Mar 28, 2016

2016 Arctic Sea Ice Wintertime Extent Hits Another Record Low

Arctic
by
NASA
Arctic sea ice was at a record low wintertime maximum extent for the second straight year. At 5.607 million square miles, it is the lowest maximum extent in the satellite record, and 431,000 square miles below the 1981 to 2010 average maximum extent. Image: NASA Goddard's Scientific Visualization Studio, C. Starr
Arctic sea ice was at a record low wintertime maximum extent for the second straight year. At 5.607 million square miles, it is the lowest maximum extent in the satellite record, and 431,000 square miles below the 1981 to 2010 average maximum extent. Image: NASA Goddard's Scientific Visualization Studio, C. Starr

Arctic sea ice appears to have reached a record low wintertime maximum extent for the second year in a row, according to scientists at the NASA-supported National Snow and Ice Data Center (NSIDC) and NASA.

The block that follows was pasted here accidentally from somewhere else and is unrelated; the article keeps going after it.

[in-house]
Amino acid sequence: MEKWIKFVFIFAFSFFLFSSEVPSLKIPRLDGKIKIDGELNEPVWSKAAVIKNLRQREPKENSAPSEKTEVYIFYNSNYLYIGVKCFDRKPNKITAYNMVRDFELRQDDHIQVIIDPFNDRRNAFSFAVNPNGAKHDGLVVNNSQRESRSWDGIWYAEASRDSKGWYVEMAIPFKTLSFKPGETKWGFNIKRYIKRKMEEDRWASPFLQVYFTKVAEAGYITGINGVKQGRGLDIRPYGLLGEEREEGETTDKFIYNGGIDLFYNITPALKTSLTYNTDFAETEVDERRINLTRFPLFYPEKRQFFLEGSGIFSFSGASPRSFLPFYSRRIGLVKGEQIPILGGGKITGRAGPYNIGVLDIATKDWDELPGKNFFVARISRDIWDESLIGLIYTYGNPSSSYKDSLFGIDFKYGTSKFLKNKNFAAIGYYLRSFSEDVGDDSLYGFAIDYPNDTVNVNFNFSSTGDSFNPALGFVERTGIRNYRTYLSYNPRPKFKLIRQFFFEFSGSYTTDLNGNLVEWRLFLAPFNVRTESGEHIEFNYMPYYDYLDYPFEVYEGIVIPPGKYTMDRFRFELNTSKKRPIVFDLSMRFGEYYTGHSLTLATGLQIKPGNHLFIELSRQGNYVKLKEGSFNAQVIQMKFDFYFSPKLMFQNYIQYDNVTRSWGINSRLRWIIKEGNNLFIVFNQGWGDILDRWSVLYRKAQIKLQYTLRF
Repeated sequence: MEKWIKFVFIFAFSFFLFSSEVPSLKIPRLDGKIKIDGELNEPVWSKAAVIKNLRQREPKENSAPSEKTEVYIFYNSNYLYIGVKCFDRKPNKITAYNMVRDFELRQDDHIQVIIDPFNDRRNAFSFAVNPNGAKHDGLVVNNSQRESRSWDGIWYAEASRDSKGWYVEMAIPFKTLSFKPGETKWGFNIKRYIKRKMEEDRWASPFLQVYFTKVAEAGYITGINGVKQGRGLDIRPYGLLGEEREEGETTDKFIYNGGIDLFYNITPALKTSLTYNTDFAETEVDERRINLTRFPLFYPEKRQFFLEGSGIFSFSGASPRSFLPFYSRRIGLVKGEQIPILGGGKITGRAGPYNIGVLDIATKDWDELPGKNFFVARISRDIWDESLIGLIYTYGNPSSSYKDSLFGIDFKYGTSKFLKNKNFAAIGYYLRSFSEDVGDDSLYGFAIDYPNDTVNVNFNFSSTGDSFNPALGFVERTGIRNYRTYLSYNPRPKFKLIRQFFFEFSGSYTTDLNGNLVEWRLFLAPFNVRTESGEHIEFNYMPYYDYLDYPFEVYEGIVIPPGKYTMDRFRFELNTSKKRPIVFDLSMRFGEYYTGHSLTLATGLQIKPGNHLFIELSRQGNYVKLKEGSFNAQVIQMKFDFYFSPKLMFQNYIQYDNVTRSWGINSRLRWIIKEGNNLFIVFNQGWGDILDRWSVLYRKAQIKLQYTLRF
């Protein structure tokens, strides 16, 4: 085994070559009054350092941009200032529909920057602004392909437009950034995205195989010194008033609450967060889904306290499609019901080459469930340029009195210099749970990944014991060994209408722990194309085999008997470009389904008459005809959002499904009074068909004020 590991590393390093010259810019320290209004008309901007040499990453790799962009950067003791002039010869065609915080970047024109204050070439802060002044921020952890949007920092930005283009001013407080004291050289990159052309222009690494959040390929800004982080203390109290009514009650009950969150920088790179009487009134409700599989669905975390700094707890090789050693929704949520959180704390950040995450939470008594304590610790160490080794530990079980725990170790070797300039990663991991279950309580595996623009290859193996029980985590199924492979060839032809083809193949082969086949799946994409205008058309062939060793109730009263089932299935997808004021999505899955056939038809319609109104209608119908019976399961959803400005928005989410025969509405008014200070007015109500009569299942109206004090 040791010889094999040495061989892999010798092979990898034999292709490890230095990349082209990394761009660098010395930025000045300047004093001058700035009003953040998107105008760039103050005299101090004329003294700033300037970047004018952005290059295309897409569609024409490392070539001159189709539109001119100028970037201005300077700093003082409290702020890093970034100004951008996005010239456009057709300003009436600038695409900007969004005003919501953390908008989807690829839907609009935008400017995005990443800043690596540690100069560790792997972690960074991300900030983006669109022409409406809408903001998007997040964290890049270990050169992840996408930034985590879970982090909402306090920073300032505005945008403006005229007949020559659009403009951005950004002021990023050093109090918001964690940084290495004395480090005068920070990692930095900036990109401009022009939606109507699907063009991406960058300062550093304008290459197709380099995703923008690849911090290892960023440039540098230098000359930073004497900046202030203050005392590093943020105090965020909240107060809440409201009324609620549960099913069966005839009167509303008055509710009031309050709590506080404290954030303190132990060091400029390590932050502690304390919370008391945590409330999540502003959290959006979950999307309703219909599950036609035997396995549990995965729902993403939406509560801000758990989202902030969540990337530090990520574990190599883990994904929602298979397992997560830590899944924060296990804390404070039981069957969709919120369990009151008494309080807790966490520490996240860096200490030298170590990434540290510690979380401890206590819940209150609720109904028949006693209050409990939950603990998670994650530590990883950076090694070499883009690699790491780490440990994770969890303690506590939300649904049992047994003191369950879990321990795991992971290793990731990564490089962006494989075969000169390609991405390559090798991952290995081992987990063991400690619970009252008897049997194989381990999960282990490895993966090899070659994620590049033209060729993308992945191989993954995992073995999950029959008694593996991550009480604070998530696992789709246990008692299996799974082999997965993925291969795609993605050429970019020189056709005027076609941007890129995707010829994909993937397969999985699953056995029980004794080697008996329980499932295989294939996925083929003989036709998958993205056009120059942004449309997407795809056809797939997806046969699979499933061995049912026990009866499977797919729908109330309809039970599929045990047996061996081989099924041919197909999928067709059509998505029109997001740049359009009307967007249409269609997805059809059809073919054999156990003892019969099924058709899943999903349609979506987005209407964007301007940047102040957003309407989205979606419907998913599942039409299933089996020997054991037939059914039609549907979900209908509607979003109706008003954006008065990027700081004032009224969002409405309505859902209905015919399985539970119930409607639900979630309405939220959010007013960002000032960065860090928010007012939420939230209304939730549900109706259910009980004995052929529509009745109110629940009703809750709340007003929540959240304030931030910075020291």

The new record low follows record high temperatures in December, January and February around the globe and in the Arctic. The atmospheric warmth probably contributed to this lowest maximum extent, with air temperatures up to 10 degrees Fahrenheit above average at the edges of the ice pack where sea ice is thin, said Walt Meier, a sea ice scientist at NASA’s Goddard Space Flight Center in Greenbelt, Maryland.

The wind patterns in the Arctic during January and February were also unfavorable to ice growth because they brought warm air from the south and prevented expansion of the ice cover. But ultimately, what will likely play a bigger role in the future trend of Arctic maximum extents is warming ocean waters, Meier said